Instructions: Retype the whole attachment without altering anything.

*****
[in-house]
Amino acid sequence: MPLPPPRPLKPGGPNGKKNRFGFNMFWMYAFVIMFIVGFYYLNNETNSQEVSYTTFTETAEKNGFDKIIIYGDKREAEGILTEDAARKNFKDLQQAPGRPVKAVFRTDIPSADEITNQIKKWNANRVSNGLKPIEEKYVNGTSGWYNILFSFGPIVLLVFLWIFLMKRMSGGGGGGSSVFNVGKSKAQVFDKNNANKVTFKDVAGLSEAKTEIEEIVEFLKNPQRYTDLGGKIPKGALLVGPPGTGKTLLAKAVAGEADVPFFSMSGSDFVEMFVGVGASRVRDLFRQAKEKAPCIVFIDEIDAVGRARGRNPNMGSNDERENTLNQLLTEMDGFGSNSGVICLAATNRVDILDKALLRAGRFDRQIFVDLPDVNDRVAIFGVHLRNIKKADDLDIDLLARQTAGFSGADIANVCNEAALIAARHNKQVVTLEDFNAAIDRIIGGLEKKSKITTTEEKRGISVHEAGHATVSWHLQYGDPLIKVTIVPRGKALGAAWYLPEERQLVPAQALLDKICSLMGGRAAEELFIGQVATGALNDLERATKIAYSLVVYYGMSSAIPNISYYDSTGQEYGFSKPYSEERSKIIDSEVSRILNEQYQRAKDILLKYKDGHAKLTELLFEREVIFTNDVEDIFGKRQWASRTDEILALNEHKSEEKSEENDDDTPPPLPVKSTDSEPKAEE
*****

[in-house]
Amino acid sequence: MPLPPPRPLKPGGPNGKKNRFGFNMFWMYAFVIMFIVGFYYLNNETNSQEVSYTTFTETAEKNGFDKIIIYGDKREAEGILTEDAARKNFKDLQQAPGRPVKAVFRTDIPSADEITNQIKKWNANRVSNGLKPIEEKYVNGTSGWYNILFSFGPIVLLVFLWIFLMKRMSGGGGGGSSVFNVGKSKAQVFDKNNANKVTFKDVAGLSEAKTEIEEIVEFLKNPQRYTDLGGKIPKGALLVGPPGTGKTLLAKAVAGEADVPFFSMSGSDFVEMFVGVGASRVRDLFRQAKEKAPCIVFIDEIDAVGRARGRNPNMGSNDERENTLNQLLTEMDGFGSNSGVICLAATNRVDILDKALLRAGRFDRQIFVDLPDVNDRVAIFGVHLRNIKKADDLDIDLLARQTAGFSGADIANVCNEAALIAARHNKQVVTLEDFNAAIDRIIGGLEKKSKITTTEEKRGISVHEAGHATVSWHLQYGDPLIKVTIVPRGKALGAAWYLPEERQLVPAQALLDKICSLMGGRAAEELFIGQVATGALNDLERATKIAYSLVVYYGMSSAIPNISYYDSTGQEYGFSKPYSEERSKIIDSEVSRILNEQYQRAKDILLKYKDGHAKLTELLFEREVIFTNDVEDIFGKRQWASRTDEILALNEHKSEEKSEENDDDTPPPLPVKSTDSEPKAEE